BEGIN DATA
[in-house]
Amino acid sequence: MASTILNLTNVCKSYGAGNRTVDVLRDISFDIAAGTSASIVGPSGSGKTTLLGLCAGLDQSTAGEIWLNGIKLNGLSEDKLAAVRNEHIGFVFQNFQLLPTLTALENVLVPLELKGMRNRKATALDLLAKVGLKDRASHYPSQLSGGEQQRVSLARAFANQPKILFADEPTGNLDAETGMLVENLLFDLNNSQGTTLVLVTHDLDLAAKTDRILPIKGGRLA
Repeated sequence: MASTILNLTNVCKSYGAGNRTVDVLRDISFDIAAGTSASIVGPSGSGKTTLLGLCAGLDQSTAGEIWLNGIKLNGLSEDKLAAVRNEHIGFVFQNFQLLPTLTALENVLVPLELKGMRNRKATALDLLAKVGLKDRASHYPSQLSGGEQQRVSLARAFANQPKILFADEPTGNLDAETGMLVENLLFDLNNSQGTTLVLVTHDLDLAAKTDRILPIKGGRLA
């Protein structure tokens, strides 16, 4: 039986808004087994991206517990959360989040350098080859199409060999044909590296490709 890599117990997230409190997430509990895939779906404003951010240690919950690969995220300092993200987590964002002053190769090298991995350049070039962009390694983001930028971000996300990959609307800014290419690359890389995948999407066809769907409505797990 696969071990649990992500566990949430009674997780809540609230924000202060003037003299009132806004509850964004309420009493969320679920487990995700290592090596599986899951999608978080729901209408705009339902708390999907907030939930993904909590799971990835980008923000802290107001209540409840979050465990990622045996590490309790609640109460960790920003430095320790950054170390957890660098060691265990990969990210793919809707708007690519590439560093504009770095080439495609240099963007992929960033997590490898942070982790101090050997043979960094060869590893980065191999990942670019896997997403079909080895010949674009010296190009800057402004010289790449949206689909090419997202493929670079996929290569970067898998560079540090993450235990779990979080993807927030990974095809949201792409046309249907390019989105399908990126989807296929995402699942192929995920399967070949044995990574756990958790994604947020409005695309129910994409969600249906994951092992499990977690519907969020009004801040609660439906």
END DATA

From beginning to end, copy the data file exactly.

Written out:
[in-house]
Amino acid sequence: MASTILNLTNVCKSYGAGNRTVDVLRDISFDIAAGTSASIVGPSGSGKTTLLGLCAGLDQSTAGEIWLNGIKLNGLSEDKLAAVRNEHIGFVFQNFQLLPTLTALENVLVPLELKGMRNRKATALDLLAKVGLKDRASHYPSQLSGGEQQRVSLARAFANQPKILFADEPTGNLDAETGMLVENLLFDLNNSQGTTLVLVTHDLDLAAKTDRILPIKGGRLA
Repeated sequence: MASTILNLTNVCKSYGAGNRTVDVLRDISFDIAAGTSASIVGPSGSGKTTLLGLCAGLDQSTAGEIWLNGIKLNGLSEDKLAAVRNEHIGFVFQNFQLLPTLTALENVLVPLELKGMRNRKATALDLLAKVGLKDRASHYPSQLSGGEQQRVSLARAFANQPKILFADEPTGNLDAETGMLVENLLFDLNNSQGTTLVLVTHDLDLAAKTDRILPIKGGRLA
């Protein structure tokens, strides 16, 4: 039986808004087994991206517990959360989040350098080859199409060999044909590296490709 890599117990997230409190997430509990895939779906404003951010240690919950690969995220300092993200987590964002002053190769090298991995350049070039962009390694983001930028971000996300990959609307800014290419690359890389995948999407066809769907409505797990 696969071990649990992500566990949430009674997780809540609230924000202060003037003299009132806004509850964004309420009493969320679920487990995700290592090596599986899951999608978080729901209408705009339902708390999907907030939930993904909590799971990835980008923000802290107001209540409840979050465990990622045996590490309790609640109460960790920003430095320790950054170390957890660098060691265990990969990210793919809707708007690519590439560093504009770095080439495609240099963007992929960033997590490898942070982790101090050997043979960094060869590893980065191999990942670019896997997403079909080895010949674009010296190009800057402004010289790449949206689909090419997202493929670079996929290569970067898998560079540090993450235990779990979080993807927030990974095809949201792409046309249907390019989105399908990126989807296929995402699942192929995920399967070949044995990574756990958790994604947020409005695309129910994409969600249906994951092992499990977690519907969020009004801040609660439906």